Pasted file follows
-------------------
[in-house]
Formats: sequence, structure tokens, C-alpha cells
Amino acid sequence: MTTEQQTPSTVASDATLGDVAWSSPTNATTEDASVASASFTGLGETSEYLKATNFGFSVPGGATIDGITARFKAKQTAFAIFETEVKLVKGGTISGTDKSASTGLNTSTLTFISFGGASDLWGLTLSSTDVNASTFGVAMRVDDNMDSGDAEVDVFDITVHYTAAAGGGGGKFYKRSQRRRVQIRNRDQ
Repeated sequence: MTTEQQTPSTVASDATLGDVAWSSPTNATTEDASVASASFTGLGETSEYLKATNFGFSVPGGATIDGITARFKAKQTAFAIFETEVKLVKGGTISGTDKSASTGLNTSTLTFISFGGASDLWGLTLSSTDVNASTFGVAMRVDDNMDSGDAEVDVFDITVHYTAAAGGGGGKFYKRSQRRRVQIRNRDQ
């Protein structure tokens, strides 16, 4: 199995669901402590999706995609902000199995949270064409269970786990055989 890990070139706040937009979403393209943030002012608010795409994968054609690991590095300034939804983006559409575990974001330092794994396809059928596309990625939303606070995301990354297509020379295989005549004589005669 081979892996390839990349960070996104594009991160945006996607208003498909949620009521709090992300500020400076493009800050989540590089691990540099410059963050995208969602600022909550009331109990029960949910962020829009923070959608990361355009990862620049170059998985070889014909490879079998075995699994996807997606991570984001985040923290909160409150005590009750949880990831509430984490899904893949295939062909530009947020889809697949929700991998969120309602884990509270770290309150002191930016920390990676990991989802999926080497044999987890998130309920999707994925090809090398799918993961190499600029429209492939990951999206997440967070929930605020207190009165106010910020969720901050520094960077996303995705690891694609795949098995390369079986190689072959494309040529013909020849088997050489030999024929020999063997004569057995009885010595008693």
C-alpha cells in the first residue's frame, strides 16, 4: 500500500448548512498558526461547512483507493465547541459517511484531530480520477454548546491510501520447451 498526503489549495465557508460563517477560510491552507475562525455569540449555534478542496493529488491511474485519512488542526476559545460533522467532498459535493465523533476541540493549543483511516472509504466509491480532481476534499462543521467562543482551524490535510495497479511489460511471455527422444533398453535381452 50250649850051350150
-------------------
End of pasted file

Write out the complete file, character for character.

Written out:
[in-house]
Formats: sequence, structure tokens, C-alpha cells
Amino acid sequence: MTTEQQTPSTVASDATLGDVAWSSPTNATTEDASVASASFTGLGETSEYLKATNFGFSVPGGATIDGITARFKAKQTAFAIFETEVKLVKGGTISGTDKSASTGLNTSTLTFISFGGASDLWGLTLSSTDVNASTFGVAMRVDDNMDSGDAEVDVFDITVHYTAAAGGGGGKFYKRSQRRRVQIRNRDQ
Repeated sequence: MTTEQQTPSTVASDATLGDVAWSSPTNATTEDASVASASFTGLGETSEYLKATNFGFSVPGGATIDGITARFKAKQTAFAIFETEVKLVKGGTISGTDKSASTGLNTSTLTFISFGGASDLWGLTLSSTDVNASTFGVAMRVDDNMDSGDAEVDVFDITVHYTAAAGGGGGKFYKRSQRRRVQIRNRDQ
């Protein structure tokens, strides 16, 4: 199995669901402590999706995609902000199995949270064409269970786990055989 890990070139706040937009979403393209943030002012608010795409994968054609690991590095300034939804983006559409575990974001330092794994396809059928596309990625939303606070995301990354297509020379295989005549004589005669 081979892996390839990349960070996104594009991160945006996607208003498909949620009521709090992300500020400076493009800050989540590089691990540099410059963050995208969602600022909550009331109990029960949910962020829009923070959608990361355009990862620049170059998985070889014909490879079998075995699994996807997606991570984001985040923290909160409150005590009750949880990831509430984490899904893949295939062909530009947020889809697949929700991998969120309602884990509270770290309150002191930016920390990676990991989802999926080497044999987890998130309920999707994925090809090398799918993961190499600029429209492939990951999206997440967070929930605020207190009165106010910020969720901050520094960077996303995705690891694609795949098995390369079986190689072959494309040529013909020849088997050489030999024929020999063997004569057995009885010595008693």
C-alpha cells in the first residue's frame, strides 16, 4: 500500500448548512498558526461547512483507493465547541459517511484531530480520477454548546491510501520447451 498526503489549495465557508460563517477560510491552507475562525455569540449555534478542496493529488491511474485519512488542526476559545460533522467532498459535493465523533476541540493549543483511516472509504466509491480532481476534499462543521467562543482551524490535510495497479511489460511471455527422444533398453535381452 50250649850051350150